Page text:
Hungarian is a non-Indo-European language spoken in Central Europe. Speakers are found mainly in Hungary but also in parts of Austria, Slovakia, Romania, Ukraine, Slovenia, Croatia and Serbia. It is surrounded by Germanic, Romance and Slavic languages, and while it borrows heavily from them it is ultimately unrelated. Hungarian's distant relatives in the Uralic family, mostly spoken in Europe, include Finnish and Estonian. It shares with those two the following properties:
Remember, differences in pronunciation or vowel length can often lead to misinterpretation.
Vowel length is indicated by the acute accent. Words are often distinguished only by vowel length: e.g., kór "disease" vs. kor "age".
Only the consonants having sounds different from those in English are noted here. Consonant length is distinctive: tizenegyedik "eleventh" vs. tizennegyedik "fourteenth". Consonants written with two letters are doubled by doubling the first letter: asszony "woman". Exception: tizennyolc is tizen-nyolc. Think of pronouncing 'Ben Nevis' with the two n's pronounced separately, with a split-second pause between them.
Unless you are seriously considering to master Hungarian, learning Hungarian grammar on your trip is not realistic. But it can help to at least recognize that the following verb conjugations and noun/adjective declensions are used. While some feel that the most difficult feature of Hungarian is the presence of 18 Grammatical Cases, the endings on nouns can also just simply be seen as postpositions (i.e. like prepositions tacked onto the ends of the words). Hungarian usually follows a Subject-Object-Verb word syntax, and like most Uralic languages, is an agglutinative language.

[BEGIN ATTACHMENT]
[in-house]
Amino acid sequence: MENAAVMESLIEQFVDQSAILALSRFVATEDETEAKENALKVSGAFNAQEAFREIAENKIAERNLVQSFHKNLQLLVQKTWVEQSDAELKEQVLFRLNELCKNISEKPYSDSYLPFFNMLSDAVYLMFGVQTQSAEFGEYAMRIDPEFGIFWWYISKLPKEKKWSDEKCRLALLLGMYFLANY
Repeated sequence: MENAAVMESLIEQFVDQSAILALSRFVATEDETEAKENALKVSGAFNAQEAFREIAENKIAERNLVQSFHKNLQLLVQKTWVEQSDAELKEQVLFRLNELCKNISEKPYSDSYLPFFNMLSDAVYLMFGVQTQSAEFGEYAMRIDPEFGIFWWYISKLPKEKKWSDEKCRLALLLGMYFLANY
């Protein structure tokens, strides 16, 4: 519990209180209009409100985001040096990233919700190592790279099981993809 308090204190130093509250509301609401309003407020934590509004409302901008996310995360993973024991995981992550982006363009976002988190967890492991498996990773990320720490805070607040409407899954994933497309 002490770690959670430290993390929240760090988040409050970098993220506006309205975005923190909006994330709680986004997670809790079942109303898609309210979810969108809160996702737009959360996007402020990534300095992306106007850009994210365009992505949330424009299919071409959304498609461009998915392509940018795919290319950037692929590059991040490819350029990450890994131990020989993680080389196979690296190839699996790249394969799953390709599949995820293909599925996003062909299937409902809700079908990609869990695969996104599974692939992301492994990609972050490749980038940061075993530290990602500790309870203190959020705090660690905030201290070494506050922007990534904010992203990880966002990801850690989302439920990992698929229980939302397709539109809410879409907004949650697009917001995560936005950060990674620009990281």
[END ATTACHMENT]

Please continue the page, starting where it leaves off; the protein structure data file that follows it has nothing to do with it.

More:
In Hungary as in many other European countries, it's usual to use a 24 hour clock, ranging from 0.00 to 24.00. Okay, 24.00 is actually the same as 0.00, but one day later.
Writing time and date
Bus and train
Copyright © Ein-Tek UK Solutions : Website customized by Andrew Hartman ( Computer Engineer ) : Website hits .